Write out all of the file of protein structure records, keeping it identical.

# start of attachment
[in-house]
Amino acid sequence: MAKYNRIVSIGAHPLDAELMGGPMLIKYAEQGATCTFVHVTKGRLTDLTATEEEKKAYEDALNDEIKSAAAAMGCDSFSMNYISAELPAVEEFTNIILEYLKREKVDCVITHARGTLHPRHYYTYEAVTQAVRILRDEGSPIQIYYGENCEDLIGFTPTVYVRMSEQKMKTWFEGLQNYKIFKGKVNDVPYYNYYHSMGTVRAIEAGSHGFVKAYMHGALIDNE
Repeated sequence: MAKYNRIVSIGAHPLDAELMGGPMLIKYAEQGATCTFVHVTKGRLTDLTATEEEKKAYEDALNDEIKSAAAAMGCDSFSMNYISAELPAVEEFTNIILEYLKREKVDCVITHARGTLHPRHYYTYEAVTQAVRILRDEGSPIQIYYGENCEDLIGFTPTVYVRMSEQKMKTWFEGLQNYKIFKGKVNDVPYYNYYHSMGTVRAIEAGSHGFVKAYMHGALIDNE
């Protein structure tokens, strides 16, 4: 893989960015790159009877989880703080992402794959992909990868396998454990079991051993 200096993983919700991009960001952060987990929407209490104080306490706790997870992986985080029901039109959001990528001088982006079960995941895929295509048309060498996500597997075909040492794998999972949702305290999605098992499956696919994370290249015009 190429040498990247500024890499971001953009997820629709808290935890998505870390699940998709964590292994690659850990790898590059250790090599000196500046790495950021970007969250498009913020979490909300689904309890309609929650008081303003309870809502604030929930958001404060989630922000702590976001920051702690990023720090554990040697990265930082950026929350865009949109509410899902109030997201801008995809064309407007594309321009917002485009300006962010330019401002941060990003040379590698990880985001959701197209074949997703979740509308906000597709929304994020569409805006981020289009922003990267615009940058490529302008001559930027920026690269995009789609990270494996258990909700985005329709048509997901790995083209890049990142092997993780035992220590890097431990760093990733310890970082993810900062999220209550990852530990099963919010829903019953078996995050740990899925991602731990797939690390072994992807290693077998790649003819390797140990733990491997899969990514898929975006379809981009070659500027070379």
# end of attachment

[in-house]
Amino acid sequence: MAKYNRIVSIGAHPLDAELMGGPMLIKYAEQGATCTFVHVTKGRLTDLTATEEEKKAYEDALNDEIKSAAAAMGCDSFSMNYISAELPAVEEFTNIILEYLKREKVDCVITHARGTLHPRHYYTYEAVTQAVRILRDEGSPIQIYYGENCEDLIGFTPTVYVRMSEQKMKTWFEGLQNYKIFKGKVNDVPYYNYYHSMGTVRAIEAGSHGFVKAYMHGALIDNE
Repeated sequence: MAKYNRIVSIGAHPLDAELMGGPMLIKYAEQGATCTFVHVTKGRLTDLTATEEEKKAYEDALNDEIKSAAAAMGCDSFSMNYISAELPAVEEFTNIILEYLKREKVDCVITHARGTLHPRHYYTYEAVTQAVRILRDEGSPIQIYYGENCEDLIGFTPTVYVRMSEQKMKTWFEGLQNYKIFKGKVNDVPYYNYYHSMGTVRAIEAGSHGFVKAYMHGALIDNE
């Protein structure tokens, strides 16, 4: 893989960015790159009877989880703080992402794959992909990868396998454990079991051993 200096993983919700991009960001952060987990929407209490104080306490706790997870992986985080029901039109959001990528001088982006079960995941895929295509048309060498996500597997075909040492794998999972949702305290999605098992499956696919994370290249015009 190429040498990247500024890499971001953009997820629709808290935890998505870390699940998709964590292994690659850990790898590059250790090599000196500046790495950021970007969250498009913020979490909300689904309890309609929650008081303003309870809502604030929930958001404060989630922000702590976001920051702690990023720090554990040697990265930082950026929350865009949109509410899902109030997201801008995809064309407007594309321009917002485009300006962010330019401002941060990003040379590698990880985001959701197209074949997703979740509308906000597709929304994020569409805006981020289009922003990267615009940058490529302008001559930027920026690269995009789609990270494996258990909700985005329709048509997901790995083209890049990142092997993780035992220590890097431990760093990733310890970082993810900062999220209550990852530990099963919010829903019953078996995050740990899925991602731990797939690390072994992807290693077998790649003819390797140990733990491997899969990514898929975006379809981009070659500027070379």